Jun. 12th, 2011

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The Clark County Historical Association has photos and narratives of what it calls the Trigg place - an old homestead that was moved from its original location closer to the town of Arkadelphia.

For years, my Callaway cousin Joe has been trying to set the record straight.

The old Trigg place was first the old Callaway place. Just like my great grandma Julia Ann Callaway McBrayer Herrington said. (Her father, Mace Callaway, was Nathaniel's oldest son.)

Joe and I wondered when and how Nathaniel Callaway's land passed out of our family into the Trigg family.

Joe found the deed.

...Know all men by these presents that...J W Callaway and S A Callaway his wife and Thomas Callaway and Isabella Callaway his wife and Allen Holder and Caddo Holder his wife of the County of Clark and State of Arkansas for and in consideration of the sum of three hundred dollars to us in hand to be paid by T P Trigg...the following lands lying in the County of Clark and the State of Arkansas, to wit:
...this 4th day of November AD 1881.

A total of just under 200 acres.

They all signed with their marks.

Until I saw the deed, I never knew none of them could write.
One hundred bucks each for Nathaniel's surviving children - John Wingfield, Thomas and Caddo. That's worth $2,176.79 today.

Mace died in 1877, and his daughter, Julia Ann, got nothing. At least as far as we know.

Julia Ann's mother, Mary Dunn, remarried to David Williams in 1878. Did her aunt and uncles decide to disinherit her on the spot?

But Julia Ann knew the house - she knew that the fireplace had the date the home was built carved into it - way up high. According to my cousin Joe, Julia Ann told several of the old-timers about the Callaway homeplace, and that there were family graves out behind it.

Marked with rocks.

When the Triggs moved the home, the graves were forgotten. Over the years, development of the land has covered them up with water.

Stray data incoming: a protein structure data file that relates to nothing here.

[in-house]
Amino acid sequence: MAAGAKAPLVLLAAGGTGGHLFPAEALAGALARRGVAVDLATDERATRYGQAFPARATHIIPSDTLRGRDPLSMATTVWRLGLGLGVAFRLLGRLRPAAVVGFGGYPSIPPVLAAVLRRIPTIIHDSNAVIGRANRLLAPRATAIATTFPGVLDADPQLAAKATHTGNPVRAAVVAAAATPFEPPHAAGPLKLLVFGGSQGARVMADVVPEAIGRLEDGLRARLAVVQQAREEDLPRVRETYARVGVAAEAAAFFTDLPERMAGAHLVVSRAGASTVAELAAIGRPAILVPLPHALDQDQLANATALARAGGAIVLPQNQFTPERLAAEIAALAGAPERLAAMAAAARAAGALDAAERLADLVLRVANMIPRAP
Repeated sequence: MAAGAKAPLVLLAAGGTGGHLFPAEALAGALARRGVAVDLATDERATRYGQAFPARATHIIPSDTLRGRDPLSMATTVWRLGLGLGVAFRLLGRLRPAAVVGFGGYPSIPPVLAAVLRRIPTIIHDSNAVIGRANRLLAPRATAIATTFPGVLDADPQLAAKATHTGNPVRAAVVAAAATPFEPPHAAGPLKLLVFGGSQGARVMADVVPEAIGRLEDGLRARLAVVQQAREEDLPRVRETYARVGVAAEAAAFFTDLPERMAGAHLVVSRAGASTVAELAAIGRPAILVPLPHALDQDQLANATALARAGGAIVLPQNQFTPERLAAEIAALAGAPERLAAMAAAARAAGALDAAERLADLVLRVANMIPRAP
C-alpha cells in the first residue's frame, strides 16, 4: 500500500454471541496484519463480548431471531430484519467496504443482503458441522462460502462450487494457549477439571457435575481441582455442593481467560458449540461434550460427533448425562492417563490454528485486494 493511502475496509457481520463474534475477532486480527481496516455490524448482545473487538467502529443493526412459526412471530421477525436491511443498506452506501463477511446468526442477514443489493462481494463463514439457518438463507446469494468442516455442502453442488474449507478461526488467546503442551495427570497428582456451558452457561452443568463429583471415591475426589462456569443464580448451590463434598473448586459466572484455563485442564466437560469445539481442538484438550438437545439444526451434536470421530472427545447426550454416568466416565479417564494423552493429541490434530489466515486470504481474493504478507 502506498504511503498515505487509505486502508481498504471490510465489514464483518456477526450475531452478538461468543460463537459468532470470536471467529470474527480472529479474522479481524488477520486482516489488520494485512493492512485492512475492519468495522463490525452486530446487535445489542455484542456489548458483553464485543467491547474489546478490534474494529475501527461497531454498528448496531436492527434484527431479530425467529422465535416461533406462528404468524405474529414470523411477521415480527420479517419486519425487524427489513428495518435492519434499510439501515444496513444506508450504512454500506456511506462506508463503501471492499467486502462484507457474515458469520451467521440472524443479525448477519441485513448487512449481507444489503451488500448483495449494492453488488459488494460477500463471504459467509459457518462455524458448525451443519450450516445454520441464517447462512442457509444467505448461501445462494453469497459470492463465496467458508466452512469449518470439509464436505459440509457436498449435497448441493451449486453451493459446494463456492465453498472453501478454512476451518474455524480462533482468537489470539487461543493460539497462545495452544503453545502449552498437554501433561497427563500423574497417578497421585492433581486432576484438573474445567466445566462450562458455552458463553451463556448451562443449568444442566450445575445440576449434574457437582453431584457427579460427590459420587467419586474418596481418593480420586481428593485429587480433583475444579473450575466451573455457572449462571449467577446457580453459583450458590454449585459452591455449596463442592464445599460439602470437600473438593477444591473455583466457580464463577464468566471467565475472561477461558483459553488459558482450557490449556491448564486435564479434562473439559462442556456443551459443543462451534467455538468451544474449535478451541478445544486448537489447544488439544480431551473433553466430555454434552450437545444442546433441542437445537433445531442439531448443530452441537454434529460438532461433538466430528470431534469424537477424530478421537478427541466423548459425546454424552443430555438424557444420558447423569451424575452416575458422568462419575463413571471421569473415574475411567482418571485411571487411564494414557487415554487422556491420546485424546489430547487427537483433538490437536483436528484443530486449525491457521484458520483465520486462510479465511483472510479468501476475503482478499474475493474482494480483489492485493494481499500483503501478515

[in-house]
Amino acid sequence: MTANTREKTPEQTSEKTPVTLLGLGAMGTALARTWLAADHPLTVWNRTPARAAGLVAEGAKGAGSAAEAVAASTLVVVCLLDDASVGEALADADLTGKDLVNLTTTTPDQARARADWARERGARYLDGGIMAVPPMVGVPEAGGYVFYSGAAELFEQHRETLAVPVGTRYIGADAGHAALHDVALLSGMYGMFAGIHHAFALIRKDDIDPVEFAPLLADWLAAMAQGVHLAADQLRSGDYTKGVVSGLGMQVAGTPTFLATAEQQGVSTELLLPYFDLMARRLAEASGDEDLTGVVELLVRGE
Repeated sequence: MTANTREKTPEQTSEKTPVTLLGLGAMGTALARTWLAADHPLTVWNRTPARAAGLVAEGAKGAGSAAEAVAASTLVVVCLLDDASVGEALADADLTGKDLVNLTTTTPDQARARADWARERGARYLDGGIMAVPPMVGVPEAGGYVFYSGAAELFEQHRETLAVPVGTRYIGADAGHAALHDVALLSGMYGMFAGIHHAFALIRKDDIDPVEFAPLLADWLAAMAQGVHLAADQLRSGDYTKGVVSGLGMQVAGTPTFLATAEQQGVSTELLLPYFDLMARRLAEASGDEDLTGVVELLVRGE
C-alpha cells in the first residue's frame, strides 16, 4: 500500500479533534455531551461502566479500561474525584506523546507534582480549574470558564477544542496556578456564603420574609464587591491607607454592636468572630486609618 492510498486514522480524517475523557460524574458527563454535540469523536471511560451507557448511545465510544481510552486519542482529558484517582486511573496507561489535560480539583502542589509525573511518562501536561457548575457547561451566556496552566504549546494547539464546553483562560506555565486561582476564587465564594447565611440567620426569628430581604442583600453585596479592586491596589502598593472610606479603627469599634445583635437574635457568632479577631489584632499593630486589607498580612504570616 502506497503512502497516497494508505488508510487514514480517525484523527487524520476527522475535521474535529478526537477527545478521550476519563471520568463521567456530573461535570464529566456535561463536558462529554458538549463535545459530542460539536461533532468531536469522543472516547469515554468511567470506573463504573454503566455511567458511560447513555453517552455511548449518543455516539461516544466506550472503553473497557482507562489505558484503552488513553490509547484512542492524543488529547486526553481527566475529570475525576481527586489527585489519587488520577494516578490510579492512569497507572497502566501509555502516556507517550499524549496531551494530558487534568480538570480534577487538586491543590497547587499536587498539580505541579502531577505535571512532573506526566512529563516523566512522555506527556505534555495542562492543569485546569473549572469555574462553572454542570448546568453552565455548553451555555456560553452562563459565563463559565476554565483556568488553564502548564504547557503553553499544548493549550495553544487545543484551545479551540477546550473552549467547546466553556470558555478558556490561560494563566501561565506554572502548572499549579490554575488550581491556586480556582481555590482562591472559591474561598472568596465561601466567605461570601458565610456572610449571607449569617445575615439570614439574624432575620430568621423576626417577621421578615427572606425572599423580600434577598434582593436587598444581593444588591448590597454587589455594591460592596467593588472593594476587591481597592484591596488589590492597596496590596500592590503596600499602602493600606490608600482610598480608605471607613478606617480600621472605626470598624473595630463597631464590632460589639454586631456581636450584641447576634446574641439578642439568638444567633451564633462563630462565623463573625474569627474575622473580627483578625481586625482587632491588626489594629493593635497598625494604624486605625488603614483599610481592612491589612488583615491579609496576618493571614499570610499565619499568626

The Callaway/Holder family reunion is the last Sunday this month.

I've offered to be the traveling electronics roadshow.

I have the scans of the deed given to me by Joe on my computer.

Should make for interesting conversation with our Holder cousin who's an officer in the Clark County Historical Association...
dee_burris: (Default)
I never knew he was a tanner before he was a farmer.

From History of Pope County, Arkansas, (publ. 1979 by Pope County Historical Assn. and Hunter Publishing Co.) at page 177:

James Littleton Burris was a tanner by trade, operating two tan yards and farming on the side. His saddle shop and main tan yard, across the road from his home, were located on Isabel Creek in a red oak grove near some springs. During the Civil War, James Littleton had a contract with the Confederate government to supply its troops with boots, shoes, saddles and harnesses. Soldiers were sent to his saddle shop to pick up orders. As many as eighteen men worked in his tannery during this period. Five of his sons and three nephews that he reared worked there as they grew up.

When the first son married, he continued to work for his father until he could leave home and become self-supporting. James Littleton built a tiny log house near by, and the bride and groom moved in. The other sons used it when their turns came and it soon became known as the 'weaning house.'

Would be cool to find the foundation for either the tannery or the weaning house...

Yo, Dad...whatcha got going on later this month?

I'll bring your books back with me.


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Dee Burris Blakley

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